Overall, six companies moved from profit to loss in 2015, while eight others reported losses in both years. Four companies moved from loss to profit: Trade Union, Alamiya, Gulf Union and Sanad.
Although sector-wide GWPs grew by 19.7% in 2015, this was outpaced by 24.4% growth in net written premiums, which are GWPs less deductions for commissions and ceded reinsurance. According to Arabian Shield, this trend reflected a reluctance by reinsurers to engage with the risks attached to the motor and medical lines, but it anticipated these attitudes changing as the market becomes more stable and profitable.
The sector’s net retention ratio, which measures the level of risk retained by insurers and not ceded to reinsurers, climbed across the sector, from 79.8% to 83% y-o-y. SAMA’s “Financial Stability Report 2015” concluded that retention ratios in the Kingdom were indicative of low reliance on the reinsurance market and a low level of integration between domestic and international insurance markets.
The result is that most market risk in Saudi Arabia is being assumed by the insurance companies. SAMA pointed out that there is wide variation when different insurance lines were compared. The retention ratios for health and motor insurance in 2014 were 93.2% and 94.7%, respectively, but were much lower for other lines, with the figure for energy insurance standing at 2%, for example.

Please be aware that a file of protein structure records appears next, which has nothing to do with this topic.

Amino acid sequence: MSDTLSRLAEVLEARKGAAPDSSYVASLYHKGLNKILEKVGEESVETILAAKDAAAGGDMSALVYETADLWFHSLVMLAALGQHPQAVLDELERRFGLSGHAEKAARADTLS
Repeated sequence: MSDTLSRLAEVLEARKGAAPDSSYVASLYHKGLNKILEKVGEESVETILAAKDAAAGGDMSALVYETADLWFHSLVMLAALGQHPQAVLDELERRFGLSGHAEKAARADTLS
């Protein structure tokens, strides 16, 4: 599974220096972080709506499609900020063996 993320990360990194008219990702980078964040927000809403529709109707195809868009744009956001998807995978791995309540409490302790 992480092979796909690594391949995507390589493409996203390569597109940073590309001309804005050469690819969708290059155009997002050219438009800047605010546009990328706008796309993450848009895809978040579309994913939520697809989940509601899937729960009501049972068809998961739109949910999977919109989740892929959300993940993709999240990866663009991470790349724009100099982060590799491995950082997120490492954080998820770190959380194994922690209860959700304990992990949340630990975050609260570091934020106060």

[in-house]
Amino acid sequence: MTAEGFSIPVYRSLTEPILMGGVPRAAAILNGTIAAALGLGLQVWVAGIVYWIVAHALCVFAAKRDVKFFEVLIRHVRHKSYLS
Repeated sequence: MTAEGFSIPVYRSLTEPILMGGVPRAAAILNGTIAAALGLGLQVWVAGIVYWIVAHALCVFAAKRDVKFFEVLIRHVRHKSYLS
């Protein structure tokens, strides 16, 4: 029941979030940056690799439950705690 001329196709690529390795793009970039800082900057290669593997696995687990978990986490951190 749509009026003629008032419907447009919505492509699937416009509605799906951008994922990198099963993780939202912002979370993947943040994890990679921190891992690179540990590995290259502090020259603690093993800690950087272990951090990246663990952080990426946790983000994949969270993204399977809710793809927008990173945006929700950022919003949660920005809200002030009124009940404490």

The overall profitability of insurance companies was also adversely affected by a 27% fall in earnings from investments, down from SR545m ($145.3m) in 2014 to SR400m ($106.6m) in 2015. Albilad Capital attributed the decline to low interest rates.
The loss ratio of net claims to net earned premiums was 80% across the market in 2015, virtually unchanged from 81% in 2014 but significantly better than the 92% figure for 2013. This improvement is attributed to the new minimum actuarial standards, and rates for medical and motor insurance imposed by SAMA. However, this has had a greater impact on medical insurance than the motor line, where losses had an effect on overall profitability in the sector. Net claims across all lines and for all companies increased by 20.7% from SR20.3bn ($5.4bn) in 2014 to SR24.5bn ($6.5bn) in 2015.